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Prospectus—Artisan Partners Funds
5

For Periods Ended 31 December 2022 (%)
Investor
1-Year
5-Year
Since Inception
Inception Date
Return before taxes
-41.35%
2.73%
5.70%
June 29, 2015
Return after taxes on distributions
-41.37%
1.93%
4.97%
Return after taxes on distributions and sale of Fund shares
-24.47%
2.26%
4.56%
MSCI Emerging Markets Index (reflects no deduction for fees, expenses or
taxes)
-20.09%
-1.40%
2.37%
Advisor
Return before taxes
-41.27%
2.90%
5.89%
June 29, 2015
MSCI Emerging Markets Index (reflects no deduction for fees, expenses or
taxes)
-20.09%
-1.40%
2.37%
Institutional
Return before taxes
-41.15%
3.00%
6.00%
June 29, 2015
MSCI Emerging Markets Index (reflects no deduction for fees, expenses or
taxes)
-20.09%
-1.40%
2.37%
Updated performance information may be obtained by calling 800.344.1770. Updated performance information is also available at www.artisanpartners.com.
Portfolio Management
Investment Adviser: Artisan Partners Limited Partnership (“Artisan Partners”)
Portfolio Manager
Title
Length of Service
Lewis S. Kaufman
Managing Director and Portfolio Manager, Artisan Partners
Since June 2015 (inception)
Purchase and Sale of Fund Shares
Minimum Investments
Investor
Advisor
Institutional
To open an account
$1,000
$250,000
$1,000,000
To add to an account
No minimum
No minimum
No minimum
Minimum balance required
$1,000
$250,000
$1,000,000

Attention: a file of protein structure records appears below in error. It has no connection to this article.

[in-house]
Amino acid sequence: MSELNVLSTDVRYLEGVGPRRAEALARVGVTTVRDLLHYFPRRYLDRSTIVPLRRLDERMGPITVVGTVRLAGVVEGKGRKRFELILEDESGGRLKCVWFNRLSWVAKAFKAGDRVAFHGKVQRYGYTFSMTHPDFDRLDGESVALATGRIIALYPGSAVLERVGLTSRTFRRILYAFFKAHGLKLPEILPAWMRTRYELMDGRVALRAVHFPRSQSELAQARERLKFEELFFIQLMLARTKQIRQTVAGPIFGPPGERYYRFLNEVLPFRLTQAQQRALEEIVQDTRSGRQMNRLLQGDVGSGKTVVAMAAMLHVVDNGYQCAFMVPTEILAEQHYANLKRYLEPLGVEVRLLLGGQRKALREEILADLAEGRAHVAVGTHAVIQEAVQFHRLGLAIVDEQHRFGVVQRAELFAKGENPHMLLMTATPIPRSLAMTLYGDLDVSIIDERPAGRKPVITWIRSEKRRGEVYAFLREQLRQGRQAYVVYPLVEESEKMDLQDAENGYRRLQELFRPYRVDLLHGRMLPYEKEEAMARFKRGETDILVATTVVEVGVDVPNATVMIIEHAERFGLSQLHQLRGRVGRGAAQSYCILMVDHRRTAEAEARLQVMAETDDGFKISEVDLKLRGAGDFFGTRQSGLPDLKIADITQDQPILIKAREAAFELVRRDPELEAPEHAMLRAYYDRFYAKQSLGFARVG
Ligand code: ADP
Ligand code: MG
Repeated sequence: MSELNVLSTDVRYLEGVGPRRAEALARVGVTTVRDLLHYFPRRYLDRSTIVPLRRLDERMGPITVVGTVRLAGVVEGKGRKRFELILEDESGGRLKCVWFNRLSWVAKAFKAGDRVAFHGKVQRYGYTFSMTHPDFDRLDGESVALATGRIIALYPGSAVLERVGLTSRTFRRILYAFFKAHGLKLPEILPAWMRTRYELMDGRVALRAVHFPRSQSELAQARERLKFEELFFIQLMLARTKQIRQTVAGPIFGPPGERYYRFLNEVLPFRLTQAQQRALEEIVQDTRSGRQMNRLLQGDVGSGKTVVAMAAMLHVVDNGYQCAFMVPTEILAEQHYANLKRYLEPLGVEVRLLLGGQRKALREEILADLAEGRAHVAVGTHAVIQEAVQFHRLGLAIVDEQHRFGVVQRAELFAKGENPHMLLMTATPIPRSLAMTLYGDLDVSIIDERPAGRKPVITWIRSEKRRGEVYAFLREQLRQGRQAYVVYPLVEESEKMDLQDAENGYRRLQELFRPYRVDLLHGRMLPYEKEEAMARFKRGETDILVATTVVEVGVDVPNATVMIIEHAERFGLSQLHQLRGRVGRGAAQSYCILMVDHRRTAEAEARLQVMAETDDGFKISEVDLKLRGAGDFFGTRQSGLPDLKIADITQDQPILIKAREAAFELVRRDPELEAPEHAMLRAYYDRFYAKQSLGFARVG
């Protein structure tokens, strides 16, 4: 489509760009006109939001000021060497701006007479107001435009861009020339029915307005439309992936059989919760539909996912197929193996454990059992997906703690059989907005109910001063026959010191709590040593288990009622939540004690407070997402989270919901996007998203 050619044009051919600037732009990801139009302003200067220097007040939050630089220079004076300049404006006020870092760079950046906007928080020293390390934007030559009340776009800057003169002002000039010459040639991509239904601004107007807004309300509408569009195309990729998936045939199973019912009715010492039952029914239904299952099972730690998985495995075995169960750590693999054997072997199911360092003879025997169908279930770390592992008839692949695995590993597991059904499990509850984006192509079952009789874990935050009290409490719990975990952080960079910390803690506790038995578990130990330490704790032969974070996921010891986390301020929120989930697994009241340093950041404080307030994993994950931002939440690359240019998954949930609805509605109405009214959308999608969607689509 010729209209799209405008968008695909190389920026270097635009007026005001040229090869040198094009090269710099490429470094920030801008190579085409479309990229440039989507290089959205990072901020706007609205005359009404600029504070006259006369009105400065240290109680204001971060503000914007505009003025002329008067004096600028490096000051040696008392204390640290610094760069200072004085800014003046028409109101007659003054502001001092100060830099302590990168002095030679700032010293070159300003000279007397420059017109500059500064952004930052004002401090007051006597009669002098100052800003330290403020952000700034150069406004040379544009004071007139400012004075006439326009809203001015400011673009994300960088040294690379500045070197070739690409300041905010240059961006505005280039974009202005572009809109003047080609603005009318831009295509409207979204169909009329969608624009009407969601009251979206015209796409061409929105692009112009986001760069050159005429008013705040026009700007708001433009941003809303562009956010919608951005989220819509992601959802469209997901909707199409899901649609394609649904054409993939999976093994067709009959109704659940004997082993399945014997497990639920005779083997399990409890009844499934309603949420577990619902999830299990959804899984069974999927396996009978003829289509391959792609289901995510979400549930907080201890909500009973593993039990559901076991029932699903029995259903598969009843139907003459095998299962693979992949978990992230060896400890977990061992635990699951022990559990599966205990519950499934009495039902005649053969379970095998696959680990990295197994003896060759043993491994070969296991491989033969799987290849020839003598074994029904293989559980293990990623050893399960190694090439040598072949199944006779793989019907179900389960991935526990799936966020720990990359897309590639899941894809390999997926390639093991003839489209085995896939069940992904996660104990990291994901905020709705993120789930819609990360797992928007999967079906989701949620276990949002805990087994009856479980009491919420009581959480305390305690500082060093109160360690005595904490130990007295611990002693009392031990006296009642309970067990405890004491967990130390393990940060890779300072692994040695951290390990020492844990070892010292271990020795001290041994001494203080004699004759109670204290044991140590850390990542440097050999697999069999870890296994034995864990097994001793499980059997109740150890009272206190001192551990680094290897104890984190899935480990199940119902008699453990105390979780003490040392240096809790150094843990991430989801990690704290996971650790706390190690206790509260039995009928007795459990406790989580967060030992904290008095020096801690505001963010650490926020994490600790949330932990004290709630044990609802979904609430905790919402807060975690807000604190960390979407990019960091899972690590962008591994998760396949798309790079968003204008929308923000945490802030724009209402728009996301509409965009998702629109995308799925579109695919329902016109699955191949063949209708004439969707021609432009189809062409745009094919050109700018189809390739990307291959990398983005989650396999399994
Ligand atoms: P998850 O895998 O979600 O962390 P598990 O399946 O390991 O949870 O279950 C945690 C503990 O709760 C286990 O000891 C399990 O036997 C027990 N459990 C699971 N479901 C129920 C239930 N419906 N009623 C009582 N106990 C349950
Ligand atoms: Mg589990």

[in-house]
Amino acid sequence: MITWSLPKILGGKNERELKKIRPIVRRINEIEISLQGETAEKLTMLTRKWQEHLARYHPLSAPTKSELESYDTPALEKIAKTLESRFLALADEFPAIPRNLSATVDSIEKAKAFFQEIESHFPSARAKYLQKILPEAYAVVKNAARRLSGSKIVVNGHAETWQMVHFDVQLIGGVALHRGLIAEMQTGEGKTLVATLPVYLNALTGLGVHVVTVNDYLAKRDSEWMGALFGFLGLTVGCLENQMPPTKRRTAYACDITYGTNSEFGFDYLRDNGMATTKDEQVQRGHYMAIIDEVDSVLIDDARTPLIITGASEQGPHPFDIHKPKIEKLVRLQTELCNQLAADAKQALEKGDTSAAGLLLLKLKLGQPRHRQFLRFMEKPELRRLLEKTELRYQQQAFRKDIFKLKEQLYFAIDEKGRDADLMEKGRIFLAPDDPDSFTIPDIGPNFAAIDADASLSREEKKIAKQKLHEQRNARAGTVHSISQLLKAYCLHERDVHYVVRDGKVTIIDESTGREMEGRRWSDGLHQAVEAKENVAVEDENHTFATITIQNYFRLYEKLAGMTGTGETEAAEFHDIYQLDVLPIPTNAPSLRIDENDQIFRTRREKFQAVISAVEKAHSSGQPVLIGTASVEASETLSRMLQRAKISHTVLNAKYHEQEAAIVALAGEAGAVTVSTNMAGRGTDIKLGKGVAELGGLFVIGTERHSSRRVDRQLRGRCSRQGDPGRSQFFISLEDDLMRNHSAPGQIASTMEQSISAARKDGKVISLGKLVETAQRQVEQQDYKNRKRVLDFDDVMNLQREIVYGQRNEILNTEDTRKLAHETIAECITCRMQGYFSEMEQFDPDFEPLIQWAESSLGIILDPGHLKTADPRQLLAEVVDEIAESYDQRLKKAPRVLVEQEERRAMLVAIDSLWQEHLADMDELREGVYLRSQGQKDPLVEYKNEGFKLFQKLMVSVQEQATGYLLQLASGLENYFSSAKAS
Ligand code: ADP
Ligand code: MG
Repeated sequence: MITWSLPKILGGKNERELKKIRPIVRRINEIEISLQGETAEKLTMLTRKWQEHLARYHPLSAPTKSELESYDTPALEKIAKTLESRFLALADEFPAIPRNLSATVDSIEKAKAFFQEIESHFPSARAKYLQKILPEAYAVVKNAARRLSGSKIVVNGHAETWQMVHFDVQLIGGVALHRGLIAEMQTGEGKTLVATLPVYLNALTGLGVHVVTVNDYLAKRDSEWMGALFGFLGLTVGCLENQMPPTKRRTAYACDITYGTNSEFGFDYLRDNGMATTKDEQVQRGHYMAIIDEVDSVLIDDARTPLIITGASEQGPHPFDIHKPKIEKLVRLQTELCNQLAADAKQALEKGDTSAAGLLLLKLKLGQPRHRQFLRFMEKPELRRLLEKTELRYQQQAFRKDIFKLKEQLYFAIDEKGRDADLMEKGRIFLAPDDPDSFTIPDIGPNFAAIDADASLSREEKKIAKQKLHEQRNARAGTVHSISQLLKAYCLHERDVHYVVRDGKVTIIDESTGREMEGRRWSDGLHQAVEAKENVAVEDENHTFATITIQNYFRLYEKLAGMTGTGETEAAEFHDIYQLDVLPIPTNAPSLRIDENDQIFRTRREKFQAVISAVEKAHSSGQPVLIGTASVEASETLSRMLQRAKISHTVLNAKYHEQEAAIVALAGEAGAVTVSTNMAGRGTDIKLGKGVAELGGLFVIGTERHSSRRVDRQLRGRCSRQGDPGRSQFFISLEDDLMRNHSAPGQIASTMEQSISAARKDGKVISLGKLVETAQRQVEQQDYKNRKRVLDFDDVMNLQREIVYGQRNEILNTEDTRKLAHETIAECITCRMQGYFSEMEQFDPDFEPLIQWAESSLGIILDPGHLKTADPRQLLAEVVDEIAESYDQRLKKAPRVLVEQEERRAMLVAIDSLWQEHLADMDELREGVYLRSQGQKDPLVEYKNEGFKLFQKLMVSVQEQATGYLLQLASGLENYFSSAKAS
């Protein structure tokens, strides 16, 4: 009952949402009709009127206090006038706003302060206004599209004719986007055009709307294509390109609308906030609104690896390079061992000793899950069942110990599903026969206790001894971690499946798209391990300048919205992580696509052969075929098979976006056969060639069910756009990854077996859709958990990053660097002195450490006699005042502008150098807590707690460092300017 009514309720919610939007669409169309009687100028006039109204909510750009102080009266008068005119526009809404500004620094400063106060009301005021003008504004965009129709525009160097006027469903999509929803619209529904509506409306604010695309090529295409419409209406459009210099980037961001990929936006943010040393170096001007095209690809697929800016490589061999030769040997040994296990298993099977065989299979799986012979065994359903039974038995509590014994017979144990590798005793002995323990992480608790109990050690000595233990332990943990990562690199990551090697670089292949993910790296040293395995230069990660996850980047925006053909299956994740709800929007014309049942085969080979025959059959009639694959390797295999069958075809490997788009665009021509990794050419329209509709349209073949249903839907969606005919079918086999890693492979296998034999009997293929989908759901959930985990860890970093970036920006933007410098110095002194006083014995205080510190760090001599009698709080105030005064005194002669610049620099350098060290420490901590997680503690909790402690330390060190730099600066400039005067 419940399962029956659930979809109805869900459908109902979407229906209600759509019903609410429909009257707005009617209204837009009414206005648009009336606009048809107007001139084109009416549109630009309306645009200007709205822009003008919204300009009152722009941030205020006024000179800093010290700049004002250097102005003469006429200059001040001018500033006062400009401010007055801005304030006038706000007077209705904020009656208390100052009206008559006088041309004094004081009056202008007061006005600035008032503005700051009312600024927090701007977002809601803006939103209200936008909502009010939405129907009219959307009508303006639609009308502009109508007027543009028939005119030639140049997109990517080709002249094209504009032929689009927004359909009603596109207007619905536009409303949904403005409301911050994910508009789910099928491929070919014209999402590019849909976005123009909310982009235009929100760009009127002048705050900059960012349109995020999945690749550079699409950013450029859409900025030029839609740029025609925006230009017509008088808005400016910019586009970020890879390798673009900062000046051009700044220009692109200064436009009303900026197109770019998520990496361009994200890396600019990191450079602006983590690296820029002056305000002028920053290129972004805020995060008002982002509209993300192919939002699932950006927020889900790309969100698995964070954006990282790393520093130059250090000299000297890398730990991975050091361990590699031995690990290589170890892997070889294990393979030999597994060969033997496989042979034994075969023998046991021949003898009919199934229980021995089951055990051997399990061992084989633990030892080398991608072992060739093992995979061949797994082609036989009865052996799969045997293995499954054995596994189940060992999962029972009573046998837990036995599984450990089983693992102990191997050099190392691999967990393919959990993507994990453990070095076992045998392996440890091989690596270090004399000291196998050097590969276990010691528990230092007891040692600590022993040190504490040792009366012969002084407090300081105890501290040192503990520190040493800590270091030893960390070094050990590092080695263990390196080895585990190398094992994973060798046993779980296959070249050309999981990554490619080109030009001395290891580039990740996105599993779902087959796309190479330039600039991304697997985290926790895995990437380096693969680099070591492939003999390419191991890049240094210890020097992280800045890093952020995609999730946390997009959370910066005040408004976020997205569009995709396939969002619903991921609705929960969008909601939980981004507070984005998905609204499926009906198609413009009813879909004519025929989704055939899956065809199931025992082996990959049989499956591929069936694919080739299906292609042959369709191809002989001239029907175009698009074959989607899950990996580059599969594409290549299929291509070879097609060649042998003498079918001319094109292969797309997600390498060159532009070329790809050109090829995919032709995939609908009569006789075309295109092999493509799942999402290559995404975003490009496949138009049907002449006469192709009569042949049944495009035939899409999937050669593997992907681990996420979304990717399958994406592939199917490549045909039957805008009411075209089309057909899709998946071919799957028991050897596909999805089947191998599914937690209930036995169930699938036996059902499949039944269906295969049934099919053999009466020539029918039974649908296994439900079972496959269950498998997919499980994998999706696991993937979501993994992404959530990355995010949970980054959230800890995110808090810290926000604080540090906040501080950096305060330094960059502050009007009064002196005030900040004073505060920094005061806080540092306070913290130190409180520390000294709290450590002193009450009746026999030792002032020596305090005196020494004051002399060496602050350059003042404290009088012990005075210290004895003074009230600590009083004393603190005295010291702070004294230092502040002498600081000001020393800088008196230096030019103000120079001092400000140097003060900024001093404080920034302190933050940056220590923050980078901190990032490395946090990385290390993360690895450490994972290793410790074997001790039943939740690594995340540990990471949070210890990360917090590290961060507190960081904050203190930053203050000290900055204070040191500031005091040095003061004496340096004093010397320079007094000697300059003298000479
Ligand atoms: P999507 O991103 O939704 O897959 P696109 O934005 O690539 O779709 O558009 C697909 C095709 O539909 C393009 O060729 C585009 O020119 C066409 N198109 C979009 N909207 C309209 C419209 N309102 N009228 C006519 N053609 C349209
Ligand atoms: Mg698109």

The Fund will waive the minimum investment requirements for certain employee benefit plans and certain financial intermediaries that submit orders on behalf of their customers, although the intermediaries may impose their own minimum investment requirements. The Fund may also reduce or waive the minimum investment requirements under certain circumstances.
You may purchase, exchange or redeem shares of the Fund each day the New York Stock Exchange is open for regular session trading at the Fund’s net asset value next calculated after receipt and acceptance of your request in good order. To purchase, exchange or redeem shares you should contact your financial intermediary, or, if you hold your shares or plan to purchase shares directly through the Fund, you should contact the Fund by phone at 800.344.1770 (866.773.7233 for Institutional Shares), by regular mail at Artisan Partners Funds, P.O. Box 219322, Kansas City, MO 64121-9322, or by express, certified or registered mail at Artisan Partners Funds, 430 W. 7th Street, Suite 219322, Kansas City, MO 64105-1407. Some redemptions require Medallion signature guarantees.